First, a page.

I applaud Kit Jones’ instinct to look to the past for wisdom and I strongly endorse the study of Classical antiquity, the Roman Republic in particular. Unfortunately, the unquestioned platitudes of democracy’s virtue have crept so deep into the national mindset that they have not only misguided a Viewpoint contributor, but also hoodwinked the editorial staff that published his piece.

In the interest of the positive, though, an important point follows from this correction: Jones shows rightful distaste for oligarchic tendencies in America. I agree that a tectonic shift in American power structures has occurred in the past few decades, but the problem at hand is, like most capitalist truth, less measurable than median incomes and tax revenue. The malady of the Late Roman Republic’s power players that America now suffers is the loss of the Noblesse Oblige: the aristocratic idea that much is expected of those to whom much has been given. When class demarcations fade, the definite metric for assigning a position in society becomes wealth (this is de facto). Cicero saw the writing on the wall as the fall climaxed, and his political speeches as praetor and consul demonstrate a noble wisdom that saw past the panem et circenses (i.e. democratic spending) of the populares, but could not topple the popular machine of Caesar and Antony. This is not unlike how democratic politicians leverage the image of a miserly millionaire to push for more social spending: the corollary of this tactic is that the government must look out for the underprivileged because nobody else will. The decline of the Noblesse Oblige validates such accusations, for without that moral demand on the upper class, why would they step in? This moral demand is all that separates a functional aristocracy from a plutocracy (Greek for “the rule of wealth”) apathetic to its underlings.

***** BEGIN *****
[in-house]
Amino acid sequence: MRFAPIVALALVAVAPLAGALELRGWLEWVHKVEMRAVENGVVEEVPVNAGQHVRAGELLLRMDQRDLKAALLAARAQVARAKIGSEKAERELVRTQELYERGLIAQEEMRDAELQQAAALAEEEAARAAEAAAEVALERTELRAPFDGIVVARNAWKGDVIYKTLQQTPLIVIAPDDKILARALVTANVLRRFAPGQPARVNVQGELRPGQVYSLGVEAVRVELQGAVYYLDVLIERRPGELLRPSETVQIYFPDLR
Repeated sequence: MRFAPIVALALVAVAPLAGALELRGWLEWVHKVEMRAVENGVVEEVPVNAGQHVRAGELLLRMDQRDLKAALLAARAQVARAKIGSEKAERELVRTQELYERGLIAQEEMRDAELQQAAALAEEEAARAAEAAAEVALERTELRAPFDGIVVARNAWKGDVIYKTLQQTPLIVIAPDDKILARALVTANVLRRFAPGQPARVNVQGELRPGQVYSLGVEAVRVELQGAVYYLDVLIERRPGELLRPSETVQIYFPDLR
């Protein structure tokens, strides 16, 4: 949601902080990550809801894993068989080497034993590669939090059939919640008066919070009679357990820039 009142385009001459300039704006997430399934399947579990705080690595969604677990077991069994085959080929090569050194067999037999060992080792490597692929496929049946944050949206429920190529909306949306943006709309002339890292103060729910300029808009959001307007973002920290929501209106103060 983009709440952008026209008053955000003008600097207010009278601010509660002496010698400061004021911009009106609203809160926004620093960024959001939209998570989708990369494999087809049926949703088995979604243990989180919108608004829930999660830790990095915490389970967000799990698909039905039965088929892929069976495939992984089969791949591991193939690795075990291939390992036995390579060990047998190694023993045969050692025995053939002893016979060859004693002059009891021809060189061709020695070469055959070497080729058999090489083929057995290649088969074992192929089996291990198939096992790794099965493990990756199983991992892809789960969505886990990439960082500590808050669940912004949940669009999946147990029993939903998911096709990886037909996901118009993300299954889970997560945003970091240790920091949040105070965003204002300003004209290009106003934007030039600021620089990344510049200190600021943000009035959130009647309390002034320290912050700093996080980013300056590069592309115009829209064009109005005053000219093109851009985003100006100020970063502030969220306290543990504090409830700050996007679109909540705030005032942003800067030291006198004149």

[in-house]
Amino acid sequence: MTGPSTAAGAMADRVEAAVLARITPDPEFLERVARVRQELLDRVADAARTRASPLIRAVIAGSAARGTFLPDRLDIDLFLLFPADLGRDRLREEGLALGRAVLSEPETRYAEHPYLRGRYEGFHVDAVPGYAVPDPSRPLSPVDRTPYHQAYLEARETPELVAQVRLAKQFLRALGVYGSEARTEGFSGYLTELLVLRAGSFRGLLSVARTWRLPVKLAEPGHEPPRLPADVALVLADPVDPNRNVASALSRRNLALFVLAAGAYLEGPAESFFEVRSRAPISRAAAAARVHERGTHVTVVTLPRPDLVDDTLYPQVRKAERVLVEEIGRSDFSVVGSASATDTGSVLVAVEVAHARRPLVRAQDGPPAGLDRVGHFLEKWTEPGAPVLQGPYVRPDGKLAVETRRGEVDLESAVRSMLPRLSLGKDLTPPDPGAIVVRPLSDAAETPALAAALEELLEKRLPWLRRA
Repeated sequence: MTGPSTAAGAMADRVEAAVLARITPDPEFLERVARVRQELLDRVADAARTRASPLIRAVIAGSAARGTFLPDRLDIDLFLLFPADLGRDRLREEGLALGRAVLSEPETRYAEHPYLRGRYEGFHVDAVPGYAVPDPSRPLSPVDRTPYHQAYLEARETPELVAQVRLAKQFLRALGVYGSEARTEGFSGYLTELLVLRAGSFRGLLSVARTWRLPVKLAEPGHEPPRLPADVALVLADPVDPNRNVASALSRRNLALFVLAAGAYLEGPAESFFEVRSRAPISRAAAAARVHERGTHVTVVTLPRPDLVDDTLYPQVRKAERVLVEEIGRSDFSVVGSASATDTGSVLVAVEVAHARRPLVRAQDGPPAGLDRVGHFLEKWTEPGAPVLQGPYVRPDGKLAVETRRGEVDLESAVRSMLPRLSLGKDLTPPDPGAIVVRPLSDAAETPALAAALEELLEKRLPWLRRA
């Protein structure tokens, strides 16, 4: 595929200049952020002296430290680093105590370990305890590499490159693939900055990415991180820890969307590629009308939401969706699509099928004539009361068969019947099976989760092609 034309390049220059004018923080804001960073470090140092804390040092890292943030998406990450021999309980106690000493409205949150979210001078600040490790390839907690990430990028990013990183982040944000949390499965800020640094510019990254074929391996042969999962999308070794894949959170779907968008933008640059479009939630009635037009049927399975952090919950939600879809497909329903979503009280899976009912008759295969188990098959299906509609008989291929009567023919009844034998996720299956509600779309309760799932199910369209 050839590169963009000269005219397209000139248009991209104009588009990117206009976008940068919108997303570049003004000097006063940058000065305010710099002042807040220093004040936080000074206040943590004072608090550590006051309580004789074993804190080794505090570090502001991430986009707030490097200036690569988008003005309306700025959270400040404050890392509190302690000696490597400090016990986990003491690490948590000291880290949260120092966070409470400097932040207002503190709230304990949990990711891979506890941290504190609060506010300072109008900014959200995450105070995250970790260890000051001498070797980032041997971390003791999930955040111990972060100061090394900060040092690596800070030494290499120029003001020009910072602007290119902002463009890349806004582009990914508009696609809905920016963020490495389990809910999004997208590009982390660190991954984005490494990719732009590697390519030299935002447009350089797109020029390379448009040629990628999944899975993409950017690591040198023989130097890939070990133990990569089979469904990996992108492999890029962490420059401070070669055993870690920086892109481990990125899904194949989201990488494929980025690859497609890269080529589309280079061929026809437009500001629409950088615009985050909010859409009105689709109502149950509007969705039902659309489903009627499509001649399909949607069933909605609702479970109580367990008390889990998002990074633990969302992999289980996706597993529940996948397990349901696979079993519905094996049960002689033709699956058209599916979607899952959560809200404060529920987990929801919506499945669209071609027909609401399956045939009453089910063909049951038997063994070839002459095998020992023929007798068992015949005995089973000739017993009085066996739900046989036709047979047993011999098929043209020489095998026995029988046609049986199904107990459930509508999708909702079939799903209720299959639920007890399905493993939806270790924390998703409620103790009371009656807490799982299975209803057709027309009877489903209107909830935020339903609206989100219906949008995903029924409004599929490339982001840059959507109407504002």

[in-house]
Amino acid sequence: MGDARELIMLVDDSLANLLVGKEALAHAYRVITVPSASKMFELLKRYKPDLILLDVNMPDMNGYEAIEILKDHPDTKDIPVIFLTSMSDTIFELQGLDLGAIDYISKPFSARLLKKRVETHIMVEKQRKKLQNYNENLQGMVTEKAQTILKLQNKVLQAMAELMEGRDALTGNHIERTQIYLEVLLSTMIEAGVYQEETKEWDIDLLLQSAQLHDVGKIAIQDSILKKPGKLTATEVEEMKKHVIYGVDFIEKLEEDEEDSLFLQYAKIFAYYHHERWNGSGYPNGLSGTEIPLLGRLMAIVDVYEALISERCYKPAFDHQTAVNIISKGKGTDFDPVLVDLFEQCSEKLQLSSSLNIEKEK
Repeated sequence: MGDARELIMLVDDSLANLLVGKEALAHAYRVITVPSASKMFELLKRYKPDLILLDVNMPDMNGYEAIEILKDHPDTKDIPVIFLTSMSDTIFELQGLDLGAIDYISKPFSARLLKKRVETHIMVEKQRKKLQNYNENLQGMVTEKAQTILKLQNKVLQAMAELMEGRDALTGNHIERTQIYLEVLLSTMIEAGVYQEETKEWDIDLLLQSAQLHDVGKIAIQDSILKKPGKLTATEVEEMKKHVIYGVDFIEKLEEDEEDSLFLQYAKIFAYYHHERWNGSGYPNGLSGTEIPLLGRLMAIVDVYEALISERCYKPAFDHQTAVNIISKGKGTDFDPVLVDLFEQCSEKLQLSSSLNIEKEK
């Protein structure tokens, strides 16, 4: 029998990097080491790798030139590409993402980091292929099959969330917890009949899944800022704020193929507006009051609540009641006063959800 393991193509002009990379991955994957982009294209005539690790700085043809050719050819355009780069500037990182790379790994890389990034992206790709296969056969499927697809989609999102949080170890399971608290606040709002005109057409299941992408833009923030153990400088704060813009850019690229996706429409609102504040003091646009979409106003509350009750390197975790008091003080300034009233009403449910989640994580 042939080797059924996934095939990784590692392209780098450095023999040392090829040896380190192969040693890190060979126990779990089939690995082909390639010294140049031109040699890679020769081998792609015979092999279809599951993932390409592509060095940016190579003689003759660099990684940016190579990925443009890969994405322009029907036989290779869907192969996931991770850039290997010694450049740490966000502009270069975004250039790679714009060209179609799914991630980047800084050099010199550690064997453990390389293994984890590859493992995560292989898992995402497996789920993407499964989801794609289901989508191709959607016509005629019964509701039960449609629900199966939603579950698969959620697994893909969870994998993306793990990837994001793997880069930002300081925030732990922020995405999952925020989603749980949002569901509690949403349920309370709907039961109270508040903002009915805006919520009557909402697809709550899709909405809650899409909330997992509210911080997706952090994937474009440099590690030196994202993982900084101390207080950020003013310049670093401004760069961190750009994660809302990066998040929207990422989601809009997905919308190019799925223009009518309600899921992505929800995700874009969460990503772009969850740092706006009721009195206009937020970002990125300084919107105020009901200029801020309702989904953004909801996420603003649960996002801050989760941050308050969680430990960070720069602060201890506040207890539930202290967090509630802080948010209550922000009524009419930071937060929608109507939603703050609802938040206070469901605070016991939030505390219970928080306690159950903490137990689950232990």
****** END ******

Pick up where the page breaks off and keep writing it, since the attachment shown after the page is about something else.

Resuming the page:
To conclude, Jones’ Viewpoint piece offers zero accurate diagnoses or historical fact. America, not Rome displays an irresponsible fabrication of history, tailored to fit an agenda. This author, like most modern Americans, clings desperately to popular democracy and its catchphrases: lamenting that “our leaders…[come] from the upper echelons of society;” thinking that “the type of government the Founding Fathers established…is something to be marveled at as well as protected;” asserting that the wealthy “do not always have the best interests of the American people in mind.” The Roman Republic fell in 45 BC when Julius Caesar named himself dictator with the backing of the army and the populares; the scary part is that the popular masses believed they were getting what they wanted. Viewpoint author Kit Jones prescribes more democracy to treat the current maladies, while history, in fact, proves the opposite.

Brendan Coyne
May. 2